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A Sequence Stratigraphic Framework for the Tide Dominated Lower Tarkeshwar Reservoir in the Lakshmi Field (Gulf of Cambay, India) to Enhance Field Understanding and Production Potential

Sanyal, Satyashis *1; Wood, Lesli 2; Sinha, Ankaj 1; Dwivedi, Nikhilesh 1; Burley, Stuart D.1
(1) Reservoir Development, Cairn India, Gurgaon, India.
(2) Bureau of Economic Geology, University of Texas at Austin, Austin, TX.

The offshore Lakshmi Field in the southern part of the prolific Cambay Basin, Western India, is an inversion fold structure generated during the Late Miocene. The main reservoirs in the lower Tarkeshwar Formation of the field were deposited during the early Miocene in a global sea-level overall transgressive system following a late Oligocene major low-stand event. The present day satellite images of the Gulf of Cambay provide an effective analogue for the complexities and geometries of a tide-dominated estuarine environment. Flooding surfaces recognized in electro-log motifs from 12 wells in the Lower Tarkeshwar Formation enabled sequence boundaries to be interpreted and facies distribution patterns identified, including forced regressive units and associated complex valley-fill sequences. Analysis of the vertical stacking patterns in the well logs revealed a series of para-sequences through time. Electro-log driven seismic attributes were grouped into four primary geomorphic elements namely, large estuary systems with channels, tidal creeks, muddy tidal flats and migrating tidal bar complexes. These geomorphic elements were analyzed in detail to establish realistic geometrical parameters including shape, size, orientation and thicknesses. Tidal bar geometries were obtained from quantitative data and satellite images of the present day Gulf of Cambay coupled with outcrop analogues of the Sego Sandstones in the Book Cliffs of Utah. Depositional trends were defined and aerial facies distribution maps were generated at key levels. The aerial facies distribution maps and electro-log stacking patterns were integrated to develop a 3D facies model which honored the geometries of the geomorphic elements. Petrophysical property distributions biased to the facies model enabled characterization of the hydrocarbon fluid flow and addressed uncertainties in reservoir connectivity and continuity.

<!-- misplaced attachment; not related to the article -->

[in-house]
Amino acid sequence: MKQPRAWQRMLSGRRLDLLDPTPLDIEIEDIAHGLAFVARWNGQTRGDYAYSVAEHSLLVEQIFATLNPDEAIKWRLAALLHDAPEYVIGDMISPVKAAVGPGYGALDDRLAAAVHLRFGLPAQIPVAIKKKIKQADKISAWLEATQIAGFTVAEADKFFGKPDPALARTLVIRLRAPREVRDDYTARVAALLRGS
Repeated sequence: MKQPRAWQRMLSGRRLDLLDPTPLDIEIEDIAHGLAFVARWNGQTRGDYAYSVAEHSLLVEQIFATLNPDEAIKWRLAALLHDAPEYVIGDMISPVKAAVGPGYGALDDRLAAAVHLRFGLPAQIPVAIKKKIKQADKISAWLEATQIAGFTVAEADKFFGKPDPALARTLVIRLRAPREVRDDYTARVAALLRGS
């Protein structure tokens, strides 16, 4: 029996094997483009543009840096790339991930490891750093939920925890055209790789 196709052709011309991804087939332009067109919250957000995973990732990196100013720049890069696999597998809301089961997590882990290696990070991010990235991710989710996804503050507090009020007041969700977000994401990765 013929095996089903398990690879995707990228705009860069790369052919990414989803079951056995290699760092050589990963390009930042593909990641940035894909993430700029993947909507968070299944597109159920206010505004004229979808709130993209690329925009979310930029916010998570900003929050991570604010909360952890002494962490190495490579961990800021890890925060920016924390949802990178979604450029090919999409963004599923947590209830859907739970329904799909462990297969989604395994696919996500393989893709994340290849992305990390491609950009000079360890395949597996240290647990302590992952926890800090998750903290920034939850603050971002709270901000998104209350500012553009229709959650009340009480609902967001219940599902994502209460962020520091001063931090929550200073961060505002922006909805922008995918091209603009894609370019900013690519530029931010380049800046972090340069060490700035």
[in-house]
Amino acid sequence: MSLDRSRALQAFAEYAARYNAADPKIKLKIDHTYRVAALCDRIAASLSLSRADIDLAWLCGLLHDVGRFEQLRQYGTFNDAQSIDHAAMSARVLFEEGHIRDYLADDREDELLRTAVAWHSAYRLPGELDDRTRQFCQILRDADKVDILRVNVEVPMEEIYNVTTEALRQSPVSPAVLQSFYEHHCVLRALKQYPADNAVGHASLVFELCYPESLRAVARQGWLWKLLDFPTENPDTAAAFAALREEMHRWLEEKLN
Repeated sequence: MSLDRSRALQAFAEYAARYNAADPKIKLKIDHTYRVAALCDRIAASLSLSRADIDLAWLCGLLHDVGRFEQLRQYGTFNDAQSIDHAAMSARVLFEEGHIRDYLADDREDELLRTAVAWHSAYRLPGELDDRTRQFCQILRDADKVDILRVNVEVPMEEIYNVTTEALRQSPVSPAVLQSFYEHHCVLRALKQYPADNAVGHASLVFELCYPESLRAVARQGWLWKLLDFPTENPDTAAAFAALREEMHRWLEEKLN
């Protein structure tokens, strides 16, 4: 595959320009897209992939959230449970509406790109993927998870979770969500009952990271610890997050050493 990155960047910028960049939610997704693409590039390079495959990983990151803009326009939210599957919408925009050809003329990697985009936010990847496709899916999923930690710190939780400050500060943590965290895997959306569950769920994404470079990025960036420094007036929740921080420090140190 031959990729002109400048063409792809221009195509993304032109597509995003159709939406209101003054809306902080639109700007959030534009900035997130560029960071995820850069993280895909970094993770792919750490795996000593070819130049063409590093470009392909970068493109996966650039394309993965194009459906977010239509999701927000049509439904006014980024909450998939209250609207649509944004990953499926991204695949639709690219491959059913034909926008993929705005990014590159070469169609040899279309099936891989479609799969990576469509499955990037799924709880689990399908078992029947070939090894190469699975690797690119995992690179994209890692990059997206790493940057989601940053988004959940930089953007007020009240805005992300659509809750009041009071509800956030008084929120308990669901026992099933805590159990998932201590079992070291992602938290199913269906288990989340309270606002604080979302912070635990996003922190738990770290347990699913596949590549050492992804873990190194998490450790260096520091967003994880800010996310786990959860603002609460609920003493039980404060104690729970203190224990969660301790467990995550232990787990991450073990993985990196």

This integrated sequence stratigraphic approach to incorporate electro-facies, quantitative seismic geomorphology and modern day analogues has enabled the Lakshmi asset team to quantify the production potential of these Lower Miocene sands and open up future development opportunities. The result is a success story of transforming a depleting gas field to an economic low-cost oil producing asset.


AAPG Search and Discovery Article #90142 © 2012 AAPG Annual Convention and Exhibition, April 22-25, 2012, Long Beach, California